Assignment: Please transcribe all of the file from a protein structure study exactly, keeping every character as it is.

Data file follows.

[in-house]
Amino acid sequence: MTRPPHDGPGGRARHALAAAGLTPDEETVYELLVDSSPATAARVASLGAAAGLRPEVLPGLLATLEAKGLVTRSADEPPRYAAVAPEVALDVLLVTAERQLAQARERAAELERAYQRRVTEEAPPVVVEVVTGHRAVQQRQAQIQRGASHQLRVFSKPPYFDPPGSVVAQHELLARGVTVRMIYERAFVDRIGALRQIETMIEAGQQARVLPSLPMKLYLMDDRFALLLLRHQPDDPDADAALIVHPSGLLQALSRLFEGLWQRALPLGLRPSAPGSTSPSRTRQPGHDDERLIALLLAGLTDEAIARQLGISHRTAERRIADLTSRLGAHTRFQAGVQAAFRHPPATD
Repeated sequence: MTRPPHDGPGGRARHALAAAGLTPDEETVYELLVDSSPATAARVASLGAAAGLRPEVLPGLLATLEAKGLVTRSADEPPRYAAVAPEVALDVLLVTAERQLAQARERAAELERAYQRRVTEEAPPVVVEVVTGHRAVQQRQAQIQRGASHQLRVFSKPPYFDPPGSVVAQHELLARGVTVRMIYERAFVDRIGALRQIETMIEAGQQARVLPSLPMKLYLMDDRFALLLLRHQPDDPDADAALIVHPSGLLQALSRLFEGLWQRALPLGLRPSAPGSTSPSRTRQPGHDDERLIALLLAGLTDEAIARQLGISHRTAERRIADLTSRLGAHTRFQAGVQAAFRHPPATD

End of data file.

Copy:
[in-house]
Amino acid sequence: MTRPPHDGPGGRARHALAAAGLTPDEETVYELLVDSSPATAARVASLGAAAGLRPEVLPGLLATLEAKGLVTRSADEPPRYAAVAPEVALDVLLVTAERQLAQARERAAELERAYQRRVTEEAPPVVVEVVTGHRAVQQRQAQIQRGASHQLRVFSKPPYFDPPGSVVAQHELLARGVTVRMIYERAFVDRIGALRQIETMIEAGQQARVLPSLPMKLYLMDDRFALLLLRHQPDDPDADAALIVHPSGLLQALSRLFEGLWQRALPLGLRPSAPGSTSPSRTRQPGHDDERLIALLLAGLTDEAIARQLGISHRTAERRIADLTSRLGAHTRFQAGVQAAFRHPPATD
Repeated sequence: MTRPPHDGPGGRARHALAAAGLTPDEETVYELLVDSSPATAARVASLGAAAGLRPEVLPGLLATLEAKGLVTRSADEPPRYAAVAPEVALDVLLVTAERQLAQARERAAELERAYQRRVTEEAPPVVVEVVTGHRAVQQRQAQIQRGASHQLRVFSKPPYFDPPGSVVAQHELLARGVTVRMIYERAFVDRIGALRQIETMIEAGQQARVLPSLPMKLYLMDDRFALLLLRHQPDDPDADAALIVHPSGLLQALSRLFEGLWQRALPLGLRPSAPGSTSPSRTRQPGHDDERLIALLLAGLTDEAIARQLGISHRTAERRIADLTSRLGAHTRFQAGVQAAFRHPPATD